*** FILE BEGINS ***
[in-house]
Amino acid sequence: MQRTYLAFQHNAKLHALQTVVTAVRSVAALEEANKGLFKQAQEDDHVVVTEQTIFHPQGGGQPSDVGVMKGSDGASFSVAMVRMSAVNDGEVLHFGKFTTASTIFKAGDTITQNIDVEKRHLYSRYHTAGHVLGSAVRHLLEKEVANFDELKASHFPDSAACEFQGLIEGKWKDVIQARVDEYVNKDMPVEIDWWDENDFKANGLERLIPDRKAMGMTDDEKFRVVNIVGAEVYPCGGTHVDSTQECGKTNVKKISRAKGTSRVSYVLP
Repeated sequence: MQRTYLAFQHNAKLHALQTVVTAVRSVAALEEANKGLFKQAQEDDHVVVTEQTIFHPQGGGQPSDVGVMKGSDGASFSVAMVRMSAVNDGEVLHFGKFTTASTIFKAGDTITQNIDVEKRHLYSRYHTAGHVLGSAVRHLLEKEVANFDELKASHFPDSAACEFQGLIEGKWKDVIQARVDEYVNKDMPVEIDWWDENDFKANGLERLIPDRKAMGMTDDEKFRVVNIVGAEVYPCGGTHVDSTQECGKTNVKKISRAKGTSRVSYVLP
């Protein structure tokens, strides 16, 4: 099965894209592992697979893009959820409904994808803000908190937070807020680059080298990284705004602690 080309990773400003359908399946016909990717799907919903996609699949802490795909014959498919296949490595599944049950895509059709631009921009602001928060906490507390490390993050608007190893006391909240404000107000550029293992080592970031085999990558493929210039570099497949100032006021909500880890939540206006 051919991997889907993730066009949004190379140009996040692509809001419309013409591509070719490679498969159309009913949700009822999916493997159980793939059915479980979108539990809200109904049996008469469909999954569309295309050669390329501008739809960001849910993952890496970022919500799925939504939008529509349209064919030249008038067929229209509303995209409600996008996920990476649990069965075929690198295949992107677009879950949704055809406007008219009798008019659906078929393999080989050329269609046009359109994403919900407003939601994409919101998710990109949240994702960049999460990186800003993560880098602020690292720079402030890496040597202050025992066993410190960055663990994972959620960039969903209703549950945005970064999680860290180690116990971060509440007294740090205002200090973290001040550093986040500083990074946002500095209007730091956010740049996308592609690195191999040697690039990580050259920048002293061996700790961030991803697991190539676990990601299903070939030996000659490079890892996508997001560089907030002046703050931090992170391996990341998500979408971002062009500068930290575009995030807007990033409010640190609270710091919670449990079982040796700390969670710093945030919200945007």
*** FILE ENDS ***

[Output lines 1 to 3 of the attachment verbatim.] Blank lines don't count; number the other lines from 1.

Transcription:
[in-house]
Amino acid sequence: MQRTYLAFQHNAKLHALQTVVTAVRSVAALEEANKGLFKQAQEDDHVVVTEQTIFHPQGGGQPSDVGVMKGSDGASFSVAMVRMSAVNDGEVLHFGKFTTASTIFKAGDTITQNIDVEKRHLYSRYHTAGHVLGSAVRHLLEKEVANFDELKASHFPDSAACEFQGLIEGKWKDVIQARVDEYVNKDMPVEIDWWDENDFKANGLERLIPDRKAMGMTDDEKFRVVNIVGAEVYPCGGTHVDSTQECGKTNVKKISRAKGTSRVSYVLP
Repeated sequence: MQRTYLAFQHNAKLHALQTVVTAVRSVAALEEANKGLFKQAQEDDHVVVTEQTIFHPQGGGQPSDVGVMKGSDGASFSVAMVRMSAVNDGEVLHFGKFTTASTIFKAGDTITQNIDVEKRHLYSRYHTAGHVLGSAVRHLLEKEVANFDELKASHFPDSAACEFQGLIEGKWKDVIQARVDEYVNKDMPVEIDWWDENDFKANGLERLIPDRKAMGMTDDEKFRVVNIVGAEVYPCGGTHVDSTQECGKTNVKKISRAKGTSRVSYVLP